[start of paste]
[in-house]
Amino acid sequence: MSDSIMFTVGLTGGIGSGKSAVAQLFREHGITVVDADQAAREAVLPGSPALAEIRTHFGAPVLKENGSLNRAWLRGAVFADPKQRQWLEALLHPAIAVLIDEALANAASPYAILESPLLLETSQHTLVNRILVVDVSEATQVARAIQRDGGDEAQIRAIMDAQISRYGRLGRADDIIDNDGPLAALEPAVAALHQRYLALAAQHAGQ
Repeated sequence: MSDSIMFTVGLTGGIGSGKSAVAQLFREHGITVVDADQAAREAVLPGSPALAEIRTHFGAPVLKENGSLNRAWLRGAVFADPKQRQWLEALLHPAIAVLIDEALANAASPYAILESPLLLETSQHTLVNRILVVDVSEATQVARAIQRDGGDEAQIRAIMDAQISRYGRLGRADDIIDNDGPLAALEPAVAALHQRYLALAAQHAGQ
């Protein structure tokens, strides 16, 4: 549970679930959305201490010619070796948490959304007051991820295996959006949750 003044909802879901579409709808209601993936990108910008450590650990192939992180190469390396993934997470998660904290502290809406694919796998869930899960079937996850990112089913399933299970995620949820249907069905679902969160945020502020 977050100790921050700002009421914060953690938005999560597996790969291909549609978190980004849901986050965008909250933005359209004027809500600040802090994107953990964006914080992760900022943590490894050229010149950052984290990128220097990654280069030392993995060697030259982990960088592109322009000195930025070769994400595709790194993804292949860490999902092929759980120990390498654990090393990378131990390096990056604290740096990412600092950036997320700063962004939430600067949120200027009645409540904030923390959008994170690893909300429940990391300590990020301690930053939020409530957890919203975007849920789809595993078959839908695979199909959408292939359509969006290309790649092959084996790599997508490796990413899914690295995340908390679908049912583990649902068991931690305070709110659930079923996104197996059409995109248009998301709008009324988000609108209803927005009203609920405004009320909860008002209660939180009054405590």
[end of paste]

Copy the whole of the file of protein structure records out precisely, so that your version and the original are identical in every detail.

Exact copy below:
[in-house]
Amino acid sequence: MSDSIMFTVGLTGGIGSGKSAVAQLFREHGITVVDADQAAREAVLPGSPALAEIRTHFGAPVLKENGSLNRAWLRGAVFADPKQRQWLEALLHPAIAVLIDEALANAASPYAILESPLLLETSQHTLVNRILVVDVSEATQVARAIQRDGGDEAQIRAIMDAQISRYGRLGRADDIIDNDGPLAALEPAVAALHQRYLALAAQHAGQ
Repeated sequence: MSDSIMFTVGLTGGIGSGKSAVAQLFREHGITVVDADQAAREAVLPGSPALAEIRTHFGAPVLKENGSLNRAWLRGAVFADPKQRQWLEALLHPAIAVLIDEALANAASPYAILESPLLLETSQHTLVNRILVVDVSEATQVARAIQRDGGDEAQIRAIMDAQISRYGRLGRADDIIDNDGPLAALEPAVAALHQRYLALAAQHAGQ
């Protein structure tokens, strides 16, 4: 549970679930959305201490010619070796948490959304007051991820295996959006949750 003044909802879901579409709808209601993936990108910008450590650990192939992180190469390396993934997470998660904290502290809406694919796998869930899960079937996850990112089913399933299970995620949820249907069905679902969160945020502020 977050100790921050700002009421914060953690938005999560597996790969291909549609978190980004849901986050965008909250933005359209004027809500600040802090994107953990964006914080992760900022943590490894050229010149950052984290990128220097990654280069030392993995060697030259982990960088592109322009000195930025070769994400595709790194993804292949860490999902092929759980120990390498654990090393990378131990390096990056604290740096990412600092950036997320700063962004939430600067949120200027009645409540904030923390959008994170690893909300429940990391300590990020301690930053939020409530957890919203975007849920789809595993078959839908695979199909959408292939359509969006290309790649092959084996790599997508490796990413899914690295995340908390679908049912583990649902068991931690305070709110659930079923996104197996059409995109248009998301709008009324988000609108209803927005009203609920405004009320909860008002209660939180009054405590």